With each hour that passes without any results, the ramifications of the botched Iowa Caucus grow bigger. (The latest word is that the party will release partial results at 4 p.m. this afternoon.)
The candidates and campaigns have moved on to New Hampshire, and some might shrug and say this merely pushes back the “real” start of the presidential nominating process. Only 41 delegates were at stake, nobody wins or loses the nomination in Iowa, and so some Democrats will tell themselves this is a short-lived embarrassment.
But if you’re Amy Klobuchar, you were counting on a good night in Iowa to demonstrate you could win back Midwestern voters who had drifted to Trump in 2016. The same applies to Pete Buttigieg, who, judging from the live coverage of precincts on cable news, appeared to be having a good night. Bernie Sanders might have won last night, after feeling robbed four years ago. There was some anecdotal evidence that Elizabeth Warren had a good night, when she really needed one. And the conventional wisdom had turned bearish on Joe Biden in the last few days. If he had a good night, he needs the world to know. (If he didn’t, this quiet chaos is just fine.)
At least one candidate, and probably two or three, got cheated out of a good night and a news cycle about their “strong ground game” or “effective closing message” and various other not-so-frequent praising coverage. Ask veterans of Obama’s 2008 campaign how much his win in mostly white, mostly rural Iowa meant to that campaign. No, Iowa doesn’t determine the winner, but it can make a long shot a little more plausible, hurt an overconfident front runner, and knock out a struggling campaign. (No reason for Michael Bennet or Deval Patrick to give up if everybody’s still at zero percent and zero delegates.) Winning tends to beget more winning.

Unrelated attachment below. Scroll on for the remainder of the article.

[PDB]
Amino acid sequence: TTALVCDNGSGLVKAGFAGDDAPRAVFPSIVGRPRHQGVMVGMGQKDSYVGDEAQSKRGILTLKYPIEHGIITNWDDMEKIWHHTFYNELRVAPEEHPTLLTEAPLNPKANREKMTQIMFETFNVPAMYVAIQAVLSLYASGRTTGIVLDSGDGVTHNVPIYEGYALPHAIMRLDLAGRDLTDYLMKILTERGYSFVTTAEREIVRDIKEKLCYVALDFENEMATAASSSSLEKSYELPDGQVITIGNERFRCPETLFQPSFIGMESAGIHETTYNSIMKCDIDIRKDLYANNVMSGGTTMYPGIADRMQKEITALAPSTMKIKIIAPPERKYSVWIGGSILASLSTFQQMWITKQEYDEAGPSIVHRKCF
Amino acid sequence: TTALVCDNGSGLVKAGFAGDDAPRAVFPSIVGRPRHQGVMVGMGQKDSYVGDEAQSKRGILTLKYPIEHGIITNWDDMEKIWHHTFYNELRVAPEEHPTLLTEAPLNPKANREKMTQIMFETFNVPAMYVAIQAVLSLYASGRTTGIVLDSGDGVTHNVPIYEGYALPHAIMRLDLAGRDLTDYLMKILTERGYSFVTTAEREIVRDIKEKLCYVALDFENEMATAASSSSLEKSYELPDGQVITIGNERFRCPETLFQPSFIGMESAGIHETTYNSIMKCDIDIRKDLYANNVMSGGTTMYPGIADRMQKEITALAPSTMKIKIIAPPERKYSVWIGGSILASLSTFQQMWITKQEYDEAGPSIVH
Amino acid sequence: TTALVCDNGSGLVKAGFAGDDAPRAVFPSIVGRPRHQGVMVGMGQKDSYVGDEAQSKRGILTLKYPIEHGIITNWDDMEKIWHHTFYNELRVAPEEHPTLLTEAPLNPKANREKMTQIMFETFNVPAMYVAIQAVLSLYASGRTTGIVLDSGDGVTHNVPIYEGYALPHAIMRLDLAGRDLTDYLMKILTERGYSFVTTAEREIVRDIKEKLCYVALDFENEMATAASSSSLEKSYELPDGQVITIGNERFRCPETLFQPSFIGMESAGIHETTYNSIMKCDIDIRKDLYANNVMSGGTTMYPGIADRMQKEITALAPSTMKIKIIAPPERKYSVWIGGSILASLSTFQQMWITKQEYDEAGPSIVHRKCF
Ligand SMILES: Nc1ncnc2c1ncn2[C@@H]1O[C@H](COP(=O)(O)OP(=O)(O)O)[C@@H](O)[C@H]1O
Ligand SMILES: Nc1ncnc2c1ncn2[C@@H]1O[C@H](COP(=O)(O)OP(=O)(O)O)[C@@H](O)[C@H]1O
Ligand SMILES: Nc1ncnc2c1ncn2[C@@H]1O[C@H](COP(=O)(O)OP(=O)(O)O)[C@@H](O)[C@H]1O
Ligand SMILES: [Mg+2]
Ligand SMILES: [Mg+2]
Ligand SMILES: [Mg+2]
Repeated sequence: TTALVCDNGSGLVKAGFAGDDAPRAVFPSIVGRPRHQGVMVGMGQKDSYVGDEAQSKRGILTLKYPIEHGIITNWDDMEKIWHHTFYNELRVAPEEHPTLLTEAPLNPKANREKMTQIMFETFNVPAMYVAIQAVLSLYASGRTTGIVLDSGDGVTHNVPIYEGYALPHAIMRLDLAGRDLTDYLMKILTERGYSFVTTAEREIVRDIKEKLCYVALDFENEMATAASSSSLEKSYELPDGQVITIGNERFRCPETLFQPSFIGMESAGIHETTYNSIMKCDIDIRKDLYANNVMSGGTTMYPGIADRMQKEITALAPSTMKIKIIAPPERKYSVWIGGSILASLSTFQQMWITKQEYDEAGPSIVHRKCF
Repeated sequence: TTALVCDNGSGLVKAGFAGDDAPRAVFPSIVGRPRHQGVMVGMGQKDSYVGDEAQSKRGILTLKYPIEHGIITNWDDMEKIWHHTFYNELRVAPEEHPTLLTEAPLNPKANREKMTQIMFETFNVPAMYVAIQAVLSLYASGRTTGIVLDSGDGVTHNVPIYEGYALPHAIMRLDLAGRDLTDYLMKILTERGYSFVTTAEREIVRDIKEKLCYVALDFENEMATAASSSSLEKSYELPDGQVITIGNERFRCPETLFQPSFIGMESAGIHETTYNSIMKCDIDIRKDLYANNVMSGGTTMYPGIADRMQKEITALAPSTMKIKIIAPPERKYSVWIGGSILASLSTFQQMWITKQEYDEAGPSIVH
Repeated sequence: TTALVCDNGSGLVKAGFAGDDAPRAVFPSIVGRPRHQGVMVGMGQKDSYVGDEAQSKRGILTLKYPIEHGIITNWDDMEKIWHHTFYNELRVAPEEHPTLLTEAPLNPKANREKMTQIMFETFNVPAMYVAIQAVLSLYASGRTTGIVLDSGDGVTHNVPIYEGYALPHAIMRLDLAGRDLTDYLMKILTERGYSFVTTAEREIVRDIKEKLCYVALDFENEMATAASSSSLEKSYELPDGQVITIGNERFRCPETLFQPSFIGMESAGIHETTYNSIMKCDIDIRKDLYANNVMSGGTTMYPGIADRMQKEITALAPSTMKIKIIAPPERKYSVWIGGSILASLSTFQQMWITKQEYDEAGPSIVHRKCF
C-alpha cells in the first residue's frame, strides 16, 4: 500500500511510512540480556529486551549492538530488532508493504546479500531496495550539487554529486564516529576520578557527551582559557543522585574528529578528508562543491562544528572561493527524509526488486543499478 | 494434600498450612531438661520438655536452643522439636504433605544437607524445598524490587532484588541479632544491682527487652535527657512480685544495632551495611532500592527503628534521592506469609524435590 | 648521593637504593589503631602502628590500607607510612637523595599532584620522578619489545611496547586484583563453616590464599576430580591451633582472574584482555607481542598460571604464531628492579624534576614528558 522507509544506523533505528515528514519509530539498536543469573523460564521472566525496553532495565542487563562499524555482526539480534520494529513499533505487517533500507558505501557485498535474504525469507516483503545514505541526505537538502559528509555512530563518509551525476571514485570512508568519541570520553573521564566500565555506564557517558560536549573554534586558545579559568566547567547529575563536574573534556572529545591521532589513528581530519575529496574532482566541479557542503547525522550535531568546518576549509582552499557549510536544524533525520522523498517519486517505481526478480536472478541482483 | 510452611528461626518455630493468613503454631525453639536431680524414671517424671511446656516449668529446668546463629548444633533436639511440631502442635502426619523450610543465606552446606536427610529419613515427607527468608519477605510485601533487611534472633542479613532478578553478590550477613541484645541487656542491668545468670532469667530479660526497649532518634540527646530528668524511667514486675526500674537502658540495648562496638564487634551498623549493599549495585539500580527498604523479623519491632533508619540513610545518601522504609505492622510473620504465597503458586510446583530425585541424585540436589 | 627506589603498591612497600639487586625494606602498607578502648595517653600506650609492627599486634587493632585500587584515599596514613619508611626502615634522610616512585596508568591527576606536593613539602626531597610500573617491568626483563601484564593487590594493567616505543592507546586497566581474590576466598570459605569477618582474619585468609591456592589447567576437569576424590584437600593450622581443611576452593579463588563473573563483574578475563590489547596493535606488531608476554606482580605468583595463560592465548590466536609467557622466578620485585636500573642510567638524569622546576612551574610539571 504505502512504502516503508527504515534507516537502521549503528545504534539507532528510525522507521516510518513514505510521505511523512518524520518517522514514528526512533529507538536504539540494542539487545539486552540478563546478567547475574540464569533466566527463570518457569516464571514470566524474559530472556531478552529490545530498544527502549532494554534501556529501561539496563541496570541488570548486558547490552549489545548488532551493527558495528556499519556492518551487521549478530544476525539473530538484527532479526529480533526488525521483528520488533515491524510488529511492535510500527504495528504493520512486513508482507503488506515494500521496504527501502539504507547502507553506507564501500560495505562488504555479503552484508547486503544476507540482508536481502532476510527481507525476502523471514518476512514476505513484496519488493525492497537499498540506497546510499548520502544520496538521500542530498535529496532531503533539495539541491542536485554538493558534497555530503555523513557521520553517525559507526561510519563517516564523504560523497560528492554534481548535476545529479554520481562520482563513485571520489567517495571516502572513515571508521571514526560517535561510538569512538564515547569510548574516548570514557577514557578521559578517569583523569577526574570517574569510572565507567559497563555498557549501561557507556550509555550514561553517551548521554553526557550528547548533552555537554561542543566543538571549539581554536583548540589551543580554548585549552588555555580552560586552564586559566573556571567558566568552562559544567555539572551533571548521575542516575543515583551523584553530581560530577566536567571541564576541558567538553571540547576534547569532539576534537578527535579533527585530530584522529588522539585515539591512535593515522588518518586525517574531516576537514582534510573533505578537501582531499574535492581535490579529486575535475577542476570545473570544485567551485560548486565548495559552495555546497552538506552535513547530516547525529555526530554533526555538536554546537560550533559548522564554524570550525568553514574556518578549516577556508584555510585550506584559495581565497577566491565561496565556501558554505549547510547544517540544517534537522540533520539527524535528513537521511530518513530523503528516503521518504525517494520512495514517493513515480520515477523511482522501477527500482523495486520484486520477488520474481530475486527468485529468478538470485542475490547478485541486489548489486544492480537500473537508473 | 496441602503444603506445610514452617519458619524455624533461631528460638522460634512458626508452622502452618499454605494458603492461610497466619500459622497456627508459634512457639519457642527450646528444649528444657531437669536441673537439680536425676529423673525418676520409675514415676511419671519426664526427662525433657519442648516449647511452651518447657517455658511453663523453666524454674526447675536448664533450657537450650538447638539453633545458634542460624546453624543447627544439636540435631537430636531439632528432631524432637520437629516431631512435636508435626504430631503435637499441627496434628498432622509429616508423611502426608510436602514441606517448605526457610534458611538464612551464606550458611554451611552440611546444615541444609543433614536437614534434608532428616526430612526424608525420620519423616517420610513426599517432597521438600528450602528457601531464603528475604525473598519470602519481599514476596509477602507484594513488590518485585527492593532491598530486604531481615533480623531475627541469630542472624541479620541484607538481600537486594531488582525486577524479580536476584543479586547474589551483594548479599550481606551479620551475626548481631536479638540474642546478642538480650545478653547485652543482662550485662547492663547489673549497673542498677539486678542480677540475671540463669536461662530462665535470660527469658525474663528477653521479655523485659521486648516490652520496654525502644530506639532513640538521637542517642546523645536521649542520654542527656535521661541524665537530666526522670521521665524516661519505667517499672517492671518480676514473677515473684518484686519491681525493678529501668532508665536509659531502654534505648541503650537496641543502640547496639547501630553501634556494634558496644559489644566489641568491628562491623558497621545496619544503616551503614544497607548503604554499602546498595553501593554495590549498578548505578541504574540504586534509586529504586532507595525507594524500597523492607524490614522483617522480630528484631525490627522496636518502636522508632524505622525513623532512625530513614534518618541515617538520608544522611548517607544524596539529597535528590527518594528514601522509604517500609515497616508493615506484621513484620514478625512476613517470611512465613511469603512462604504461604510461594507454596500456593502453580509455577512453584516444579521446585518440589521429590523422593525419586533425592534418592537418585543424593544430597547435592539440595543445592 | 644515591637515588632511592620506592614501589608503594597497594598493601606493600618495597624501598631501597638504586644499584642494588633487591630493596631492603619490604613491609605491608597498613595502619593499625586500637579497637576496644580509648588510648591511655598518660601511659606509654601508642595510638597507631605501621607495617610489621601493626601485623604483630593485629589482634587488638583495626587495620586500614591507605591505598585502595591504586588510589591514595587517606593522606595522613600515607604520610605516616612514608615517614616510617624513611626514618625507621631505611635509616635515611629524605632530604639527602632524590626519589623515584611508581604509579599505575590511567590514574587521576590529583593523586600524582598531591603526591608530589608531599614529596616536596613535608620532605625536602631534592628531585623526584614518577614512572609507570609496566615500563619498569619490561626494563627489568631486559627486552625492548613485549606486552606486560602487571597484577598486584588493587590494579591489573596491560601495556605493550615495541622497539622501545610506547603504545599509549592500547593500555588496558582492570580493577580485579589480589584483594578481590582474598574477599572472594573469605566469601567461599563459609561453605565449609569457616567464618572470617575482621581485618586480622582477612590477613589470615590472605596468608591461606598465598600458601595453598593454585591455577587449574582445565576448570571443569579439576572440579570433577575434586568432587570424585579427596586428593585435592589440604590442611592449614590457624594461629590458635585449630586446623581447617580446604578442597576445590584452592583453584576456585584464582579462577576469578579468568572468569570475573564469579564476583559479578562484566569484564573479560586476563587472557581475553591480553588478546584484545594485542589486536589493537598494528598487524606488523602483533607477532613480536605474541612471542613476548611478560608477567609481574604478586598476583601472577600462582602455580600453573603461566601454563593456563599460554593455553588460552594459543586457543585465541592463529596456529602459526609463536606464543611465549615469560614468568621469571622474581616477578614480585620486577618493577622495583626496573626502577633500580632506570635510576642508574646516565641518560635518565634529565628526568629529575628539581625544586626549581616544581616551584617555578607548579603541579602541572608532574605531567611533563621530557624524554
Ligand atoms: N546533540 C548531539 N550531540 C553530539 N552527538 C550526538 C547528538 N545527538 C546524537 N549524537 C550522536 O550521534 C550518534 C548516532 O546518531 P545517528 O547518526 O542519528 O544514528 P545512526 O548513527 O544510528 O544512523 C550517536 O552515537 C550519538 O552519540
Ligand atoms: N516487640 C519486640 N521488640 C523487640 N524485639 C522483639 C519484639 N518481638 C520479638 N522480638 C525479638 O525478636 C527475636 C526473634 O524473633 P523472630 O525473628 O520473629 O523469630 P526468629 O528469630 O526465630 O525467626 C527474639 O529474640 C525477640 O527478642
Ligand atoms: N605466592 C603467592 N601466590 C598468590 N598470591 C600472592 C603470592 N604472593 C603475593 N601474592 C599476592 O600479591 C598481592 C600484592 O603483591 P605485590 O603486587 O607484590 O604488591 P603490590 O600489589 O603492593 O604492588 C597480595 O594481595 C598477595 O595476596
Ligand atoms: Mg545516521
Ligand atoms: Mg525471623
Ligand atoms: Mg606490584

It’s one thing to run hard to win a state and lose. But last night a couple candidates ran hard, got the most votes or beat expectations, and not only do those candidates miss the chance to give the election-night victory speech, not only do they miss the “Candidate wins Iowa” headlines coast to coast, but now they get their victory or solid finish announced a few hours before the State of the Union and the impeachment vote.
When do we get an official winner? Wednesday? Thursday? Right before Friday night’s debate?
Now think of all the money spent on ads in Iowa. Think of all of the local staff hired, the volunteers recruited, the events organized. All of that time, all of that effort, all of those resources . . . and now none of it amounted to a functional victory for any of the candidates.
And this doesn’t happen in a vacuum; this was a caucus where three of the top five candidates couldn’t campaign for the past few weeks because of the impeachment trial, and that was after an odd, pointless three-week delay by House speaker Nancy Pelosi. You don’t have to be a fan of Sanders, Warren, or Klobuchar to find all of this wildly unfair.
Again, some candidates are getting delegates to the convention out of this. But the Democratic Iowa caucus turned into an enormous amount of sunken costs that ended up yielding almost nothing. If the campaigns knew this was going to be such an epic mess, more of them might have skipped Iowa entirely.